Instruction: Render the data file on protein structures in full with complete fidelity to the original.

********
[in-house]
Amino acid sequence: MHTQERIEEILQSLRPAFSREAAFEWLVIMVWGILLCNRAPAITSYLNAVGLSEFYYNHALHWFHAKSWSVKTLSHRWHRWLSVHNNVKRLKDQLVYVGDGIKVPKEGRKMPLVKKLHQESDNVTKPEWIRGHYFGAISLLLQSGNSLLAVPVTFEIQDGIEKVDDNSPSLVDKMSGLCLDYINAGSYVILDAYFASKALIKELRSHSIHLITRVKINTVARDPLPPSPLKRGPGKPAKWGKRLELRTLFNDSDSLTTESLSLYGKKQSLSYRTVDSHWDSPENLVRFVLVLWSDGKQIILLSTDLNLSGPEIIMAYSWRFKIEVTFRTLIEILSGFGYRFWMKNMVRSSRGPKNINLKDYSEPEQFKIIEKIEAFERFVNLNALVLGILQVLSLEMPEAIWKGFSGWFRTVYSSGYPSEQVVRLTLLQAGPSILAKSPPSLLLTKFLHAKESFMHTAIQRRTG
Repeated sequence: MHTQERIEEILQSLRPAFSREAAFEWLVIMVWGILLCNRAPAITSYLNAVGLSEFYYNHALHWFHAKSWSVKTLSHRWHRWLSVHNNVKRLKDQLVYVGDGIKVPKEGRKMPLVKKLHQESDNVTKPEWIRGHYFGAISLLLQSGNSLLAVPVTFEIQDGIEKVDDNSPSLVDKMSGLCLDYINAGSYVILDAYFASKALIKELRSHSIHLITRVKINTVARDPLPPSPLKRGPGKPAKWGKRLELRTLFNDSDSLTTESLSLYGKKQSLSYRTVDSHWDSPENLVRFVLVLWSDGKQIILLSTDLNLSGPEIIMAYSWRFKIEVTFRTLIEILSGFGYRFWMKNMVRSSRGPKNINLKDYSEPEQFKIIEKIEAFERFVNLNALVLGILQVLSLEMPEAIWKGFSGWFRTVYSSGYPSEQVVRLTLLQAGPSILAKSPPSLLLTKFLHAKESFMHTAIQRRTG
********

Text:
[in-house]
Amino acid sequence: MHTQERIEEILQSLRPAFSREAAFEWLVIMVWGILLCNRAPAITSYLNAVGLSEFYYNHALHWFHAKSWSVKTLSHRWHRWLSVHNNVKRLKDQLVYVGDGIKVPKEGRKMPLVKKLHQESDNVTKPEWIRGHYFGAISLLLQSGNSLLAVPVTFEIQDGIEKVDDNSPSLVDKMSGLCLDYINAGSYVILDAYFASKALIKELRSHSIHLITRVKINTVARDPLPPSPLKRGPGKPAKWGKRLELRTLFNDSDSLTTESLSLYGKKQSLSYRTVDSHWDSPENLVRFVLVLWSDGKQIILLSTDLNLSGPEIIMAYSWRFKIEVTFRTLIEILSGFGYRFWMKNMVRSSRGPKNINLKDYSEPEQFKIIEKIEAFERFVNLNALVLGILQVLSLEMPEAIWKGFSGWFRTVYSSGYPSEQVVRLTLLQAGPSILAKSPPSLLLTKFLHAKESFMHTAIQRRTG
Repeated sequence: MHTQERIEEILQSLRPAFSREAAFEWLVIMVWGILLCNRAPAITSYLNAVGLSEFYYNHALHWFHAKSWSVKTLSHRWHRWLSVHNNVKRLKDQLVYVGDGIKVPKEGRKMPLVKKLHQESDNVTKPEWIRGHYFGAISLLLQSGNSLLAVPVTFEIQDGIEKVDDNSPSLVDKMSGLCLDYINAGSYVILDAYFASKALIKELRSHSIHLITRVKINTVARDPLPPSPLKRGPGKPAKWGKRLELRTLFNDSDSLTTESLSLYGKKQSLSYRTVDSHWDSPENLVRFVLVLWSDGKQIILLSTDLNLSGPEIIMAYSWRFKIEVTFRTLIEILSGFGYRFWMKNMVRSSRGPKNINLKDYSEPEQFKIIEKIEAFERFVNLNALVLGILQVLSLEMPEAIWKGFSGWFRTVYSSGYPSEQVVRLTLLQAGPSILAKSPPSLLLTKFLHAKESFMHTAIQRRTG